Regional hubs are a new kind of organisation that does not yet exist in the movement. The organisational format may have a different legal model in each region depending on local context, but will have responsibility for collection and exchange of learning, knowledge.
Staffed organisations, regional hubs will receive an equitable share of the totality of movement resources that will collectively represent the large majority of total resources in the movement. The distribution will be done through a mixed set of central, regional and local distribution mechanisms that closely follow agreed upon Resource allocation principles (values/framework) to movement actors (Wikimedia & non-Wikimedia entities).
The regional hubs should be kept deliberately flexible to allow for new and changing circumstances, in the spirit of the already flexible and partially overlapping regional collaboration groups emerging in the Wikimedia movement.
- That by 2030 there will be a clear understanding of how our resource allocation structures can represent the entire world.
- That we will be raising an increased amount of money, and that the majority of that money should be spent in locations different from where it was raised.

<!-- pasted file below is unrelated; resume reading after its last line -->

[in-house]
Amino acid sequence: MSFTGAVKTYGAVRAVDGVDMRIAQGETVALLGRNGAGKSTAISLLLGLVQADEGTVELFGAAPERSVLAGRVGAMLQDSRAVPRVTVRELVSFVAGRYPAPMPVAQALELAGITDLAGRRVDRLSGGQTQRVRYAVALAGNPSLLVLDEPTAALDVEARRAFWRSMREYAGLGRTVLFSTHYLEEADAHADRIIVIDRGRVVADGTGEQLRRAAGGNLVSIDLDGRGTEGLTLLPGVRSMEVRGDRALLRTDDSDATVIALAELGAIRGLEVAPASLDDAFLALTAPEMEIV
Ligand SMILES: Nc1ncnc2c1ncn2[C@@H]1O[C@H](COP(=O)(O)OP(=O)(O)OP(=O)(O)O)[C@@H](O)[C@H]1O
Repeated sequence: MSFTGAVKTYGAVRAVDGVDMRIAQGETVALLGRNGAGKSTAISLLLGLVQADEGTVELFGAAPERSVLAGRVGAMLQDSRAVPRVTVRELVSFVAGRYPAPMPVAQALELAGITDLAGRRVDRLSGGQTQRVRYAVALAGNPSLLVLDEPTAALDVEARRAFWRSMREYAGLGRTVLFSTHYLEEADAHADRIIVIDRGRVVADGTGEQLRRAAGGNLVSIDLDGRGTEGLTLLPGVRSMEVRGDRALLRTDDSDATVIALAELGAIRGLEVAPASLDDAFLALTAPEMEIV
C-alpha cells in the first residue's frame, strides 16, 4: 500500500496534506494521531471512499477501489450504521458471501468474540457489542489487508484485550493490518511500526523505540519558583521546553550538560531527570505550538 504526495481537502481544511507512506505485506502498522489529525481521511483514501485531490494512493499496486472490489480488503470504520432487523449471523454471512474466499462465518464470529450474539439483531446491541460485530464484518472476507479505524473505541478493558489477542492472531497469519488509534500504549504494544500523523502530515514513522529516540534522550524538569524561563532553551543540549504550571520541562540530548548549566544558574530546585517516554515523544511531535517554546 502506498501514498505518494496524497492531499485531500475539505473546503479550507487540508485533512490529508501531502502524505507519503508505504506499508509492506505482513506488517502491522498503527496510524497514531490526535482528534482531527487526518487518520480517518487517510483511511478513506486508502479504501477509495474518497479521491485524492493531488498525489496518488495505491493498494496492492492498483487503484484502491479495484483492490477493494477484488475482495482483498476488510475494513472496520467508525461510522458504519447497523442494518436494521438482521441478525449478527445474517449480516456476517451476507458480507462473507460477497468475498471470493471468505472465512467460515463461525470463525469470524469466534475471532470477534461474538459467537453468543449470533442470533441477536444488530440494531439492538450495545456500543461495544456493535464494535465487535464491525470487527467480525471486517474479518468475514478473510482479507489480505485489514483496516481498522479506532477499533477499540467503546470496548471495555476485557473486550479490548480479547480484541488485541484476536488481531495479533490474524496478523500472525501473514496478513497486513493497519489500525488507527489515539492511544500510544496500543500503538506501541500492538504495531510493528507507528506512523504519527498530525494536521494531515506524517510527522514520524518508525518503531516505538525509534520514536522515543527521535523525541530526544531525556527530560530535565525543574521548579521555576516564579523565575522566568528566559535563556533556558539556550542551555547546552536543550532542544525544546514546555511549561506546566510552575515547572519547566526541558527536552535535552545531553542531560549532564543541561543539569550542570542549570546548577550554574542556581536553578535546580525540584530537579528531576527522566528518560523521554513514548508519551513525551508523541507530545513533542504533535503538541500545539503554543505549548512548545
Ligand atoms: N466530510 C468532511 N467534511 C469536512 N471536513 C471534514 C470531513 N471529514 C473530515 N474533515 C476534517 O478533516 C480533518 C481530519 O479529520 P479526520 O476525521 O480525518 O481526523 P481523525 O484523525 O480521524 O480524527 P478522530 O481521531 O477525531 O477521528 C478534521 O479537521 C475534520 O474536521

- That to be effective, responsive, contextual, and empowering, the decision-making power for resource allocation needs to be ‘closer to the ground level’ where it is being used.
- There will be a charter that stipulates the way movement entities are accountable to each other to avoid just shifting the political problem to the regional level.
- That we have the resources to distribute and that we want to distribute them.
- Despite creating a structure, resource allocation should be flexible – designed to integrate changes in power dynamics to allocate resources depending on diversity of actors, actions and impact wanted, with a constant care for localization/contextualization.
From Community conversations:
- Arabic community: “WMF should allocate regional budgets for specific targeted areas and groups that it wants to empower.”